Audacious, irreverent, yet refreshingly original

Sep 10 2006, 00:05 IST
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He’s never lived by the script, so don’t be surprised at anything Anurag Kashyap — yes, he’s the same man who wrote Satya, Shool and Kaun — does. He’s just finished the screenplay for Guru (the Aishwarya Rai/Abhishek Bachchan flick from the Mani Ratnam stable), earning anything between Rs 12 and Rs 15 lakh, he tells you with a huge smile, but what’s keeping him busy are three of his own projects, including two old ones.

“I am writing and directing Gulal, which is 80% over, after a Bengali producer stepped in.” Ask him about the story and he tells you softly: “It’s inspired by that song in Pyaasa, Yeh duniya agar mil bhi jaye to kya hai….” Shot mainly in Jaipur, starring usual suspects Kay Kay Menon, Aditya Srivastav and introducing model Jesse Randhawa, it’s waited a long time in the wings. And the song is — an angry poet’s (Guru Dutt) outburst at the world around him — a chilling resonance of Kashyap’s own life.

For, Kashyap, 34, hasn’t had a stroke of luck (it seems to be changing, but more on that later) ever since he landed in Mumbai in June 1993 despite making two extraordinary films and a dazzling short film. While his film on a rock band and its excesses Paanch got caught at the censors, his next venture Black Friday, on the Mumbai 1993 blasts based on S Hussain Zaidi’s eponymous book, has been held up from release by a court ruling.

“It’s (Black Friday) been to 30 festivals abroad. I have screened it at Columbia University and Washington’s Smithsonian Institute and I also showed it at a workshop on script writing at Princeton University.” Kashyap remembers getting standing ovations at most places but he wants it to be screened at home. “People will get to see Black Friday. It will be free for release once the Mumbai blasts verdict is out (new date, September 12),” he adds.

“We must celebrate Anurag (Kashyap)’s work. He’s a rarity, the one and only among the young breed of writers who has an original take on life and a specific point of view,” gushes film director Sudhir Mishra.

“He’s a great story-teller who knows the craft very well too… so his work is from the heart as also from the head.”

Kashyap is beginning to see a change in Bollywood, thanks to the multiplex culture, and says many producers are now willing to listen to his ideas. “My problem is that I have no reference point and this industry works at a reference point… so it’s important for me to make people listen and get excited about my stories.”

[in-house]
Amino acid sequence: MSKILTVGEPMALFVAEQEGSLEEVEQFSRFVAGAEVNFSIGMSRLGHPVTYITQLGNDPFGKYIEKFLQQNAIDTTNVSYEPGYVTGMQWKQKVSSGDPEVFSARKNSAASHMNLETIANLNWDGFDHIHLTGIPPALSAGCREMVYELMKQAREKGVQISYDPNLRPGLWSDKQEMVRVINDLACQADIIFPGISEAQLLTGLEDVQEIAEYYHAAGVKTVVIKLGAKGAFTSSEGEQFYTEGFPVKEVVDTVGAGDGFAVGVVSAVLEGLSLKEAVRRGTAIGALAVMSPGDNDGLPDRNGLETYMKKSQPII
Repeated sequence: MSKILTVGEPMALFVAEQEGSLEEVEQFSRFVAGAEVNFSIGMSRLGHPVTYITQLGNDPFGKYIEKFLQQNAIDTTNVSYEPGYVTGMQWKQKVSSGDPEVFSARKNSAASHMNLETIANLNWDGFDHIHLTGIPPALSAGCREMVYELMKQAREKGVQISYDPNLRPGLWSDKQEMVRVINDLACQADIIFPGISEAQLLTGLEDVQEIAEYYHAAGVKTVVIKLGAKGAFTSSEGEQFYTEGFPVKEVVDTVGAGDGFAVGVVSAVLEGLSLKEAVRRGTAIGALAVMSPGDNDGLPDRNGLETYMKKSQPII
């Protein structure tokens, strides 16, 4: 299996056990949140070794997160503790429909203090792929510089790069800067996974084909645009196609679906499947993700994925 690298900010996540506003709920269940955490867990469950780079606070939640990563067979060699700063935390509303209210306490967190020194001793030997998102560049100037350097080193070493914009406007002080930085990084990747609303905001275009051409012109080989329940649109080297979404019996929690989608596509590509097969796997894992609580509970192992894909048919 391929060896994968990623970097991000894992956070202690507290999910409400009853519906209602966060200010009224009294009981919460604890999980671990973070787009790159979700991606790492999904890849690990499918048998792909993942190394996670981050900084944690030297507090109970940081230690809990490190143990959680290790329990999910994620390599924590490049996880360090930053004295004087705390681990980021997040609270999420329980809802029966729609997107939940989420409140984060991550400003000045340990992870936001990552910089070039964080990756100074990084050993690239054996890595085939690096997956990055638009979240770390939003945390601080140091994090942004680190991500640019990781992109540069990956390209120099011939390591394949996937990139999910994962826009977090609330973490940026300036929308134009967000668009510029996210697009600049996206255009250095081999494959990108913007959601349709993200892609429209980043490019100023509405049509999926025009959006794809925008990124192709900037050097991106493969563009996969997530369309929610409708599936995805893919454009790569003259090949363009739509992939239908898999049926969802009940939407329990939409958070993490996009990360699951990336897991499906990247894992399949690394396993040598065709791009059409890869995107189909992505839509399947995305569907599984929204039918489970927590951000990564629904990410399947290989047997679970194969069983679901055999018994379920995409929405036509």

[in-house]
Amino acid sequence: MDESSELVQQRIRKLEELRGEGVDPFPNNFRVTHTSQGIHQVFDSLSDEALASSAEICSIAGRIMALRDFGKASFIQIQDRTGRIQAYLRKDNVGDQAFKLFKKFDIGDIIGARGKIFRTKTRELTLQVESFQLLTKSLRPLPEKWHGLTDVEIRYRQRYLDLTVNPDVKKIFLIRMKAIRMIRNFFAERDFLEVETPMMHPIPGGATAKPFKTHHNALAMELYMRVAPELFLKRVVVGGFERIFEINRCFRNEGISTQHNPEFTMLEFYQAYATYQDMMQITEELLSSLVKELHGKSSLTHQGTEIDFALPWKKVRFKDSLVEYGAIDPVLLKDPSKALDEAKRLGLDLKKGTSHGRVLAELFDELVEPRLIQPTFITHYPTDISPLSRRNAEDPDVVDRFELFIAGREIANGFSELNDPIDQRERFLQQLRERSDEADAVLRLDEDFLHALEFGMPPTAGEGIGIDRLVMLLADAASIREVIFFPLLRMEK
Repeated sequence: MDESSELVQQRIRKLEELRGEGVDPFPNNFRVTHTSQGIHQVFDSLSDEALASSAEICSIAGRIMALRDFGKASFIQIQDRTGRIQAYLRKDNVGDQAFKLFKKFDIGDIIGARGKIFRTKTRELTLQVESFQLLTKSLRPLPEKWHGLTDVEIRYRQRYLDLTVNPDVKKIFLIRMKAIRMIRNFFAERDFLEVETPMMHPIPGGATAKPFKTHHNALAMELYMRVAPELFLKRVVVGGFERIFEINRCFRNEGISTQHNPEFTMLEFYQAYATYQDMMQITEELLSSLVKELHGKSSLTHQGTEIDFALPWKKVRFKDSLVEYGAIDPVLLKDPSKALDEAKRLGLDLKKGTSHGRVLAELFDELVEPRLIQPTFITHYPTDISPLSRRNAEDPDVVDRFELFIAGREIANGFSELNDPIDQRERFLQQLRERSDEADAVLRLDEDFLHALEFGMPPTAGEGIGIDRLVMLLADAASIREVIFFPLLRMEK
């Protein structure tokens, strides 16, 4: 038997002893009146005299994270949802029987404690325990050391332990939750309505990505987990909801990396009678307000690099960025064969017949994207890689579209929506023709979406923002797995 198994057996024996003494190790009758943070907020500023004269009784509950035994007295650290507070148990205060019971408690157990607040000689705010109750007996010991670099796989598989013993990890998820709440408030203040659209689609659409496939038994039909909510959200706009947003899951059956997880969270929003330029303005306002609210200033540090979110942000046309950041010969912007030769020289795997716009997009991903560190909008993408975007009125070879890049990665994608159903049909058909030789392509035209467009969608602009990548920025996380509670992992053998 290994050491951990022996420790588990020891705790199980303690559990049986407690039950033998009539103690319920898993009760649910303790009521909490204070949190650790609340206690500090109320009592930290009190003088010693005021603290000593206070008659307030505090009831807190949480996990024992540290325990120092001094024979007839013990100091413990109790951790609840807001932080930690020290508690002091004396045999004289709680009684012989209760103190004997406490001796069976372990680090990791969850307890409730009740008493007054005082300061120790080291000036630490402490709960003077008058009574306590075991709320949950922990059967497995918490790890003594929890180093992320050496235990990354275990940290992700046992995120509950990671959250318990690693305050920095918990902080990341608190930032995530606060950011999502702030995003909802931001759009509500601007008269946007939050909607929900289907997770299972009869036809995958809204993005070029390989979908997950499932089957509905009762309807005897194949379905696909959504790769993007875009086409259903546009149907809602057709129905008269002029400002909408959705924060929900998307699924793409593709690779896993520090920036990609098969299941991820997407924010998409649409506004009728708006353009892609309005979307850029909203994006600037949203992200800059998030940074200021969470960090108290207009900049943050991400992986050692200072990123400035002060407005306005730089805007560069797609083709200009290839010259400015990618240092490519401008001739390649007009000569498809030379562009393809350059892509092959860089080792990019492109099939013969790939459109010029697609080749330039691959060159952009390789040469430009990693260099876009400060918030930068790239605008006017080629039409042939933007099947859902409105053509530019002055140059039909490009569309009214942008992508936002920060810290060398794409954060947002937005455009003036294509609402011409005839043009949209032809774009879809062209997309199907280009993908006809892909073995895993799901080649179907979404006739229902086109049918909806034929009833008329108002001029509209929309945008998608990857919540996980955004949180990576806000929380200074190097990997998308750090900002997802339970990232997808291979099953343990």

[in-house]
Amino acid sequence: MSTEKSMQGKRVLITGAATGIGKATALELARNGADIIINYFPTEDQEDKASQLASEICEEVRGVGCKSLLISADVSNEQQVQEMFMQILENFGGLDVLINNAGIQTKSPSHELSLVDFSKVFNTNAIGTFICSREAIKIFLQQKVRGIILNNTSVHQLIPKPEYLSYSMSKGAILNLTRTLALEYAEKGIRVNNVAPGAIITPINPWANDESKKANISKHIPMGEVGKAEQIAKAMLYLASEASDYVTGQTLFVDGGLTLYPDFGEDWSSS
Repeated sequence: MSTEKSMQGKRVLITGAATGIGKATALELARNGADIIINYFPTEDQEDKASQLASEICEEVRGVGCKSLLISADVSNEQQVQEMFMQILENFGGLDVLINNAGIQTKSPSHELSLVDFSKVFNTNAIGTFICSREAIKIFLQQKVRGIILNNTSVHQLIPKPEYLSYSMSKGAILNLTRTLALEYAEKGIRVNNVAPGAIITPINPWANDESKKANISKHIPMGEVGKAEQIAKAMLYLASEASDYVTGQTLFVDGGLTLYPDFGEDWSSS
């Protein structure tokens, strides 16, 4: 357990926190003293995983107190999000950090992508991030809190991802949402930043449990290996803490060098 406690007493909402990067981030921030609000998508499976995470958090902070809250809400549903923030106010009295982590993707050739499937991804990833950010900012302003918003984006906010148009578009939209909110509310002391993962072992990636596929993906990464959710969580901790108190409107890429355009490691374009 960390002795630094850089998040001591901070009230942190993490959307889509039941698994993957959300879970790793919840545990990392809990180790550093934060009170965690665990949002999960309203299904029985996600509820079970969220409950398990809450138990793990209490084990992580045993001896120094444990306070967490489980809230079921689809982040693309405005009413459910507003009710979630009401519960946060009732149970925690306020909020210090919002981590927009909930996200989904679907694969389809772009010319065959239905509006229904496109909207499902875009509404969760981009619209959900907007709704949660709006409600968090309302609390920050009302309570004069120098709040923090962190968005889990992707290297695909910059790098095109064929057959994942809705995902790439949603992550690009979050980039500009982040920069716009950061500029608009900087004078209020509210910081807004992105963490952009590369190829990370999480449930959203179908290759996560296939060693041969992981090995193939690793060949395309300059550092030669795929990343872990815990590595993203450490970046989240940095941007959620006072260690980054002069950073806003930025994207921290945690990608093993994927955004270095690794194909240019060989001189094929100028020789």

According to Mahesh Bhatt, the original risk-taker, Kashyap intimidates people because of his irreverence. “He doesn’t conform to the prescribed dictates of what is considered good, wholesome cinema… but this is a burden any original has to carry. His films (I have seen his short film Last Train to Mahakali and Black Friday) are very refreshing.”

As for Kashyap, he laughs and tells you, “pirated CDs of Black Friday might have helped change producers’ minds.”

As it turns out, this audacious, non-conformist film-maker has got the backing of Vishal Bhardwaj and Kumar Mangat, fresh from the success of Omkara, for his other unfinished venture No Smoking. “It’s a bizarre thriller, a David Fincher (Se7en, The Game) meets Kafka story. No Smoking is about an arrogant, selfish man (John Abraham), who’s a chain smoker, agreeing to give it up and go into rehab to save his marriage and Vishal has agreed to produce it.”

Third in line is an animation film, a sequel to Hanuman, which he’s co-writing and co-directing with Toonz Animation. It’s probably for his five-year-old daughter Aaliya, who prances around happily as we talk in Kashyap’s den, a beautiful, sea-facing apartment on Bandra’s upscale Carter Road. “I love staring out at the sea. It makes me feel that I am not in Mumbai.”

This is the place where Kashyap, who has struggled with alcoholism and come out of it, writes for four days in a week. “I spend the weekends with my daughter who loves coming here.”

He has slowed down considerably. “Earlier, I used to write a script (of a film) in two days. These days, I usually take a month-and-half to do the same. I would also like to do my own thing some day, but right now I need the money too.

Kashyap is writing two scripts for Sudhir Mishra (Hazaaron Khwaishein Aisi) and Shiivam Nair (Ahista, Ahista) and giving finishing touches to the UTV produced film Goal.

Oh, and this graphic novels and noir fiction addict (Irish writer Ken Bruen is the current favourite) also likes to spend hours watching DVDs of movies from around the world — “I have the largest number of DVDs” — even as he toys with the next interesting idea.

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